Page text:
Whenever religious slaughter makes the headlines, both shechita and dhabihah (the term used for halal slaughter) tend to be considered as two sides of the same coin. Yet there are fundamental differences.
The vast majority of halal meat (between 80 and 90 per cent) is mechanically stunned just as it would be at a conventional slaughterhouse.
Where no mechanical stunning is carried out, the main differences stem from the key issue of regulation. Judaism has a huge body of strict religious law governing every stage of the shechita process, underpinned by a legally constituted body called the Rabbinical Commission for the Licensing of Shochetim.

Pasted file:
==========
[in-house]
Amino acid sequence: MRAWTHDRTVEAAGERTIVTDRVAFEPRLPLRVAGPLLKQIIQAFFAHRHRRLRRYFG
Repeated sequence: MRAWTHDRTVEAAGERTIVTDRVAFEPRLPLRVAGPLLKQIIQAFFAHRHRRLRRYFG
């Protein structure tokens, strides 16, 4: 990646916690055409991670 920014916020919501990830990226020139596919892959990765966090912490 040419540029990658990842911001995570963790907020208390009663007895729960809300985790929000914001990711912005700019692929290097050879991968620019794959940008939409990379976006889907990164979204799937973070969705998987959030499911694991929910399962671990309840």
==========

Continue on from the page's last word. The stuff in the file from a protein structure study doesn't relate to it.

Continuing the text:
By contrast, in the Muslim community, there is no robust regulation to speak of and every mosque stands as its own religious authority. That means that the method of slaughter could be of the highest quality or of the lowest and it is very difficult to know which.
Representatives of the Muslim community readily admit that, with no standardised approach to licensing, regulation or even the act of slaughter itself, they have work to do to achieve better standards of self-regulation.